Courtesy CIFORThis 80-page guide for foodservice owners, operators and managers is available at tinyurl.com/CIFOR-foodservice. New guidelines developed with input from the National Restaurant Association are designed to help foodservice operators protect themselves and customers while assisting investigators during a foodborne illness outbreak.
Two U.S. Cabinet members gave the thumbs up July 30 to the guidelines from the Council to Improve Foodborne Outbreak Response. Agriculture Secretary Tom Vilsack and Health and Human Services Secretary Kathleen Sebelius commended the council for working with government and the foodservice industry to write the 80-page document.
“Both industry and government have a shared responsibility for the safety of our nation’s food supply. By outlining and clarifying specific roles and responsibilities during each outbreak, we develop greater trust and accountability among stakeholders and consumers,” Vilsack said in a news release from the National Restaurant Association.
The guidelines are for owners, operators and managers of foodservice businesses. They provide step-by-step directions on what to do during different phases of an outbreak investigation. Sample forms and other documents are included and cover how to decide if employees should stay home from work or be reassigned if they have symptoms of contagious illnesses.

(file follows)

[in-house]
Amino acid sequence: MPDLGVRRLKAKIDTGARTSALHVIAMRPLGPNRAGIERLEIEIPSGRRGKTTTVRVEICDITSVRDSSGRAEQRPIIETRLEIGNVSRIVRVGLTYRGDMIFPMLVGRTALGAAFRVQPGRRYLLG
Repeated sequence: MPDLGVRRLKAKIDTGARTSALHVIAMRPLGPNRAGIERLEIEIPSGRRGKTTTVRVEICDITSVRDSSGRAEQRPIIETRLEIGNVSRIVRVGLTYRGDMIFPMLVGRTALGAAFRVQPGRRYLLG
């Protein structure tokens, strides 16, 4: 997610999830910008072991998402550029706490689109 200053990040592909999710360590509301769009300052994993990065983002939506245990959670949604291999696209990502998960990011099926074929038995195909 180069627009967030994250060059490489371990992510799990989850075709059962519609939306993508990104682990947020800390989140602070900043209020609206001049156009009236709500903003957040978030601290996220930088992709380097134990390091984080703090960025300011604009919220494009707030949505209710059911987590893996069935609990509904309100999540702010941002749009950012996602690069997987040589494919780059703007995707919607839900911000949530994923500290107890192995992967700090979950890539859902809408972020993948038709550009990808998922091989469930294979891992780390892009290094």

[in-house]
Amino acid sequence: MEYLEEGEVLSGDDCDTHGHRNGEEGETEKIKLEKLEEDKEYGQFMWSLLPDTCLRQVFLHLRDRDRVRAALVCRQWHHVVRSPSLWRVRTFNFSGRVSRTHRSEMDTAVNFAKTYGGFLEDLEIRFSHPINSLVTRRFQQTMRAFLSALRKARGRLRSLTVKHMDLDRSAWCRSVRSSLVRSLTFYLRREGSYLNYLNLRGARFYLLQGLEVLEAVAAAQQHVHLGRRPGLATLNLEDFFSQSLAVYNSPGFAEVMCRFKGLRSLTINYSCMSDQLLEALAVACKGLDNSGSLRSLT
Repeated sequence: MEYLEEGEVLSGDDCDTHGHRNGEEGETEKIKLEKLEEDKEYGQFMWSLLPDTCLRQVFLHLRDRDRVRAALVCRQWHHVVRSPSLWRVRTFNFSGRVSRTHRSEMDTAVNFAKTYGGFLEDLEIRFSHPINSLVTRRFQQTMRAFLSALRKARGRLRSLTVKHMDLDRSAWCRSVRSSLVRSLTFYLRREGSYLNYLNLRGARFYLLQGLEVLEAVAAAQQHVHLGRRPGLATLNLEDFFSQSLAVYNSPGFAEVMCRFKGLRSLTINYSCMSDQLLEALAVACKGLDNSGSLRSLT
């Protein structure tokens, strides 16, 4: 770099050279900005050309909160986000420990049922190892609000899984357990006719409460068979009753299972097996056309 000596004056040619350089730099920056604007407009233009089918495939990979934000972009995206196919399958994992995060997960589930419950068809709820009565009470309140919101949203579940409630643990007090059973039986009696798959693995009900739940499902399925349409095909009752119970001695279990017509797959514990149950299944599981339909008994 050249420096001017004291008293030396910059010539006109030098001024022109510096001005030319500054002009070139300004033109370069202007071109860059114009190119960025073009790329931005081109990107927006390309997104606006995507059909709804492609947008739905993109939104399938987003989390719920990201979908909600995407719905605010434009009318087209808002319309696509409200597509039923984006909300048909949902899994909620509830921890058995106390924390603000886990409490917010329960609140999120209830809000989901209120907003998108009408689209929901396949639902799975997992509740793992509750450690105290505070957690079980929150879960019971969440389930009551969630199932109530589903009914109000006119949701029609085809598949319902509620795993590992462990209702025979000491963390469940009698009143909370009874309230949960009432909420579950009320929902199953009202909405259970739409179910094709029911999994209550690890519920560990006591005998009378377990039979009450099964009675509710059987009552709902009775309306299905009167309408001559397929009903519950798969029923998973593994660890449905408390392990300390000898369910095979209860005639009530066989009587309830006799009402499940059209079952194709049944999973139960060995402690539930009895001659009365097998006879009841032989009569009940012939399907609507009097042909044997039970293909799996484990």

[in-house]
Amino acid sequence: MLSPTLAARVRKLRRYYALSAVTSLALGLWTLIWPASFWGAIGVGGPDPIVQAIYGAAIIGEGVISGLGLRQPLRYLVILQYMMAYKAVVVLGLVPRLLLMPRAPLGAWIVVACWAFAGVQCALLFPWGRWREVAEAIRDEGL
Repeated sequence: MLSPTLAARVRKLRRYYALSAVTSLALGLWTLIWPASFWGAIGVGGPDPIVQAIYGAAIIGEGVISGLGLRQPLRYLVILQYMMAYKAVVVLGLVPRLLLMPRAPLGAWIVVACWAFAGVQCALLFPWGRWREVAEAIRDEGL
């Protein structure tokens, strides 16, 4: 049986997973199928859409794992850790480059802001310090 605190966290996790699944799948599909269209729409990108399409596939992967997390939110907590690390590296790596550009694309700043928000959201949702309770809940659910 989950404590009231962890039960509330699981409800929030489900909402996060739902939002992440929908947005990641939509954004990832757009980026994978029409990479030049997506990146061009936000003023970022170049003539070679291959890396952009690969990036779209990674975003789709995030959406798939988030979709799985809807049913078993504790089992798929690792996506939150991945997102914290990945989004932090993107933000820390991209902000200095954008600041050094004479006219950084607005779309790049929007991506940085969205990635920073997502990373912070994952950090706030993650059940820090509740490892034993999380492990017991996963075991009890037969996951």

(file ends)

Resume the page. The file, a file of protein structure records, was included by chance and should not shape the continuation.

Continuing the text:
The documents also include forms to use for tracking incoming food and supplies so that investigators can easily traceback potential sources of contamination.
The importance of having specific, written recipes is stressed in the guidelines because of the difficulties investigators encounter when a food contains multiple ingredients, according to the council’s website at www.cifor.us.
Also included in the guidelines are tips for talking to employees about outbreak investigations and how to handle media inquiries during an ongoing investigation.
“The CIFOR Foodborne Illness Response Guidelines are an important tool for restaurant owners and operators, and reflect our industry’s commitment to protecting the public health,” NRA president Dawn Sweeney said in the news release.